Johnny Cash: He Walked the Line by Garth Campbell [Johnny Cash]
The full tale of the country singer's gritty life, from poverty to national icon, including drug addiction, religious belief, and marriage to June Carter.
Goodbye Little Rock and Roller by Marshall Chapman [Rock; Country]
A Southern rocker and songwriter whose music has been recorded by top industry names links twelve of her most popular pieces to major events in her life, discussing her travels and her Nashville relationships.
Queen: the life and music of Dinah Washington by Nadine Cohodas
Chronicles of the fascinating life of blues singer Dinah Washington.
Woodstock: the summer of our lives by Jack Curry [Acid Rock]
Twenty people who either performed, organized, or attended the three-day Woodstock music festival recall the music, the mud, the merriment, the madness, and the legacy of the "Aquarian exposition" that came to symbolize its era.
Bob Dylan, the essential interviews Edited by Jonathan Cott [Bob Dylan]
Brings together more than thirty of the most important and revealing interviews and conversations with the legendary musician, including seminal articles from the Rolling Stone, as well as Nat Hentoff's 1996 Playboy interview and other dialogues with Studs Terkel, Nora Ephron, and Sam Shepard. 70,000 first printing.
The Doors by The Doors ; with Ben Fong-Torres ; forewords by Henry Rollins, Perry Farrell, Chester Bennington [The Doors]
In honor of the band's fortieth anniversary, the surviving members of the Doors offer an account of the legendary rock group's history, featuring previously unpublished anecdotes, archival material, memorabilia, and rare photographs.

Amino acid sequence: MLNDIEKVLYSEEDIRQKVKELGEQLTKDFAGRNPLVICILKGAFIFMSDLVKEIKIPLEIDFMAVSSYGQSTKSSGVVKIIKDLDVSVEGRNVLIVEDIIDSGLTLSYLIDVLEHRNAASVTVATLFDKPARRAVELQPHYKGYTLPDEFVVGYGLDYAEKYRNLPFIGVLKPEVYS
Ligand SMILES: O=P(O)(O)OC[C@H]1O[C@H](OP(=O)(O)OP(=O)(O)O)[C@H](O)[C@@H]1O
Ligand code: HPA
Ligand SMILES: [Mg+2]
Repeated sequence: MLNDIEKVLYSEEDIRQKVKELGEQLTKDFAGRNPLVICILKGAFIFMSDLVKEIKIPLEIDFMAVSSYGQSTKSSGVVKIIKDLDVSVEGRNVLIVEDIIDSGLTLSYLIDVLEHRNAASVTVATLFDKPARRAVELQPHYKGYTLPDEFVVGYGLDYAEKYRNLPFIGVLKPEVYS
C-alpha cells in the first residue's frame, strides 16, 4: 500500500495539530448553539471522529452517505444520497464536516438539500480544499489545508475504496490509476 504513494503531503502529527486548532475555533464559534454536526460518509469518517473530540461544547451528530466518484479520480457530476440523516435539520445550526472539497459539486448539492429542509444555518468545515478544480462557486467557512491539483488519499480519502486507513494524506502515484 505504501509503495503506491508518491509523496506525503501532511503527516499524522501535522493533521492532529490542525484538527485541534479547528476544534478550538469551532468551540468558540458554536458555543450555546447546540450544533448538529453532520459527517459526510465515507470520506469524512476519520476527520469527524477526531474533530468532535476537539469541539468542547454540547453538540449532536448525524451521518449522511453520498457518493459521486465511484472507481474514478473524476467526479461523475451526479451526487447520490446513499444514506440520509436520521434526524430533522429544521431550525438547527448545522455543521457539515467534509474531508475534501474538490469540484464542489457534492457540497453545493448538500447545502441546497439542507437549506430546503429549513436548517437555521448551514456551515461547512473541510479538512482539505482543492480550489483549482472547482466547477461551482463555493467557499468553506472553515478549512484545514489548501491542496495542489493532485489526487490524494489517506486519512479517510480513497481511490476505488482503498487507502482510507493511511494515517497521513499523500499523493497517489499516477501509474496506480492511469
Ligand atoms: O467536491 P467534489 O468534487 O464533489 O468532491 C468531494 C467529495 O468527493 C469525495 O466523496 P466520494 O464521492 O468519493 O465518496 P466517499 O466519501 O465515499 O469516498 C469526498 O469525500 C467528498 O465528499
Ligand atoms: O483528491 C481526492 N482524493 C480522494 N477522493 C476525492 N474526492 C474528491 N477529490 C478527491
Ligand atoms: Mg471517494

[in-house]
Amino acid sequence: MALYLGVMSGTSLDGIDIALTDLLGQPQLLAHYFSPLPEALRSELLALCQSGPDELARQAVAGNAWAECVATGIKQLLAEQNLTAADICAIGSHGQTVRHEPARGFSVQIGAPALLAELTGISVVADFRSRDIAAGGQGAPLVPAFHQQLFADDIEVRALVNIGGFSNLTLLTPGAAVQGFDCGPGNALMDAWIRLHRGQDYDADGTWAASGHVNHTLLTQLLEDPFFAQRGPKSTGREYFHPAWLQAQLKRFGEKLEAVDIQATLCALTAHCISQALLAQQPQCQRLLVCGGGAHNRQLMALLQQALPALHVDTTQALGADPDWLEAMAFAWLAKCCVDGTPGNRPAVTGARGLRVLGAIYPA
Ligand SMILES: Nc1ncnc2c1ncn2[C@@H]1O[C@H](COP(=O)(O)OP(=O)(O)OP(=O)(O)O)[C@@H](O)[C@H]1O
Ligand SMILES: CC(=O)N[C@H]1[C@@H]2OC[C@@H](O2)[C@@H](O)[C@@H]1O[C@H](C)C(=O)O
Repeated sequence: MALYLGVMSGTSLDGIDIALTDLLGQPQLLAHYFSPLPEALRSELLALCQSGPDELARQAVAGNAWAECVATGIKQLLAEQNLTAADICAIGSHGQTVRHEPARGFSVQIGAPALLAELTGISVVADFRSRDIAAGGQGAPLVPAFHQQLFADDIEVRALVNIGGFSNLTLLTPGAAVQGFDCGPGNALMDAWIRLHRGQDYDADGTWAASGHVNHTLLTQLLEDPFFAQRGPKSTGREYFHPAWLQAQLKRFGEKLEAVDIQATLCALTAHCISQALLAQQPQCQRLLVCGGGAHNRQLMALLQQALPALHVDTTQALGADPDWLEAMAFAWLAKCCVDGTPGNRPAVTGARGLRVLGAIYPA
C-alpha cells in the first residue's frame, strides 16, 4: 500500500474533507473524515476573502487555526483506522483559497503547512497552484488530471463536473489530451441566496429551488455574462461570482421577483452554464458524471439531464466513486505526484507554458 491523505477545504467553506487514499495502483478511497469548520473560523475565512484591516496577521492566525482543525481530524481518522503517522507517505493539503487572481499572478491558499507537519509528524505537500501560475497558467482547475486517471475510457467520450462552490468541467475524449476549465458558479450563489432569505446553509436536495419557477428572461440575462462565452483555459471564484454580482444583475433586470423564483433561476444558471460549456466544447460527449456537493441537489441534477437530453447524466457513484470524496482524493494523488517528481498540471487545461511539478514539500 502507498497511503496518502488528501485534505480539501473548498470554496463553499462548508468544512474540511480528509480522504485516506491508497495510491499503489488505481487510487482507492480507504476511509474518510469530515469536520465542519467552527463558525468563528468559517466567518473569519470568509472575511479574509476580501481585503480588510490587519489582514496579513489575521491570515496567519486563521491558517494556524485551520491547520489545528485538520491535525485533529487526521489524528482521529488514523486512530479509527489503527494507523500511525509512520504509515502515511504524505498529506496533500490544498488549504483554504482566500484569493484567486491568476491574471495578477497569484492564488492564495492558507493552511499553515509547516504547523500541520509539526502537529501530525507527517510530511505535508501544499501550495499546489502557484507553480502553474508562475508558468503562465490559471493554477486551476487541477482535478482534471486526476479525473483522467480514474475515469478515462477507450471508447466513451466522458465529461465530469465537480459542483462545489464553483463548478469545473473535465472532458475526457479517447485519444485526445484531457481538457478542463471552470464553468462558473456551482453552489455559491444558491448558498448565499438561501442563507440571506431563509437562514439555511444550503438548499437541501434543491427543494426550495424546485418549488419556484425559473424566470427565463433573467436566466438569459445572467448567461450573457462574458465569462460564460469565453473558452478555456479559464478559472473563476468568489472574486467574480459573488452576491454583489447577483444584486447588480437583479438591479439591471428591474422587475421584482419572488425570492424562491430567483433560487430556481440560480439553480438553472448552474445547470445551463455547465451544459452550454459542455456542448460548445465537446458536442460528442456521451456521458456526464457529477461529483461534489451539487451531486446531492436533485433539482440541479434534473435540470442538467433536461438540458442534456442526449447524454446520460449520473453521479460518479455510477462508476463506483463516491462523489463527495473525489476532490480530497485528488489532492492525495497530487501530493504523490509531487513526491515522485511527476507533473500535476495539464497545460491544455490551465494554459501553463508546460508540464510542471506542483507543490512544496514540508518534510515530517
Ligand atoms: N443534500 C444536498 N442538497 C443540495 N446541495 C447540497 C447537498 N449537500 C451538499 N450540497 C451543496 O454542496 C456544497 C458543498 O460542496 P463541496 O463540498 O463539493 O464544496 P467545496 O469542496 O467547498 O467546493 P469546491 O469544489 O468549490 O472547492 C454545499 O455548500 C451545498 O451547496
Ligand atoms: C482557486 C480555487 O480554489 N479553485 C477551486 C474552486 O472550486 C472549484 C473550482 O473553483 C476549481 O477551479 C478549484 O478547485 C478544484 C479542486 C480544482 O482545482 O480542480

Joy of Opera by Nigel Douglas [Opera]
Fascintaing even to non-opera oficienados. Interesting pictures back the story up. Gossipy and witty, this companion for opera lovers combines musical history, biography, commentary and anecdotes about operas performed on several continents over several centuries.
The Grand ole opry: the making of an American icon by Colin Escott [Country]
An official history of the monument to country music profiles the many country music icons--including Hank Williams, Johnny Cash, Dolly Parton, Reba McEntire, Garth Brooks, and others--who have appeared on the stage.
U2 At the end of the world by Bill Flanagan [U2]
A backstage account of U2's 1991 world tour records the highlights of the highly popular rock group's travels, including a duet between lead singer Bono and Frank Sinatra, and the members' thoughts and feelings along the way.
The inner voice: the making of a singer by Renée Fleming [Opera]
A Grammy Award-winning soprano describes her struggles to launch her career, the individuals who influenced her life, and the challenges she faces with the business side of the music industry.
Blowin' hot and cool: jazz and its critics by John Gennari [Jazz]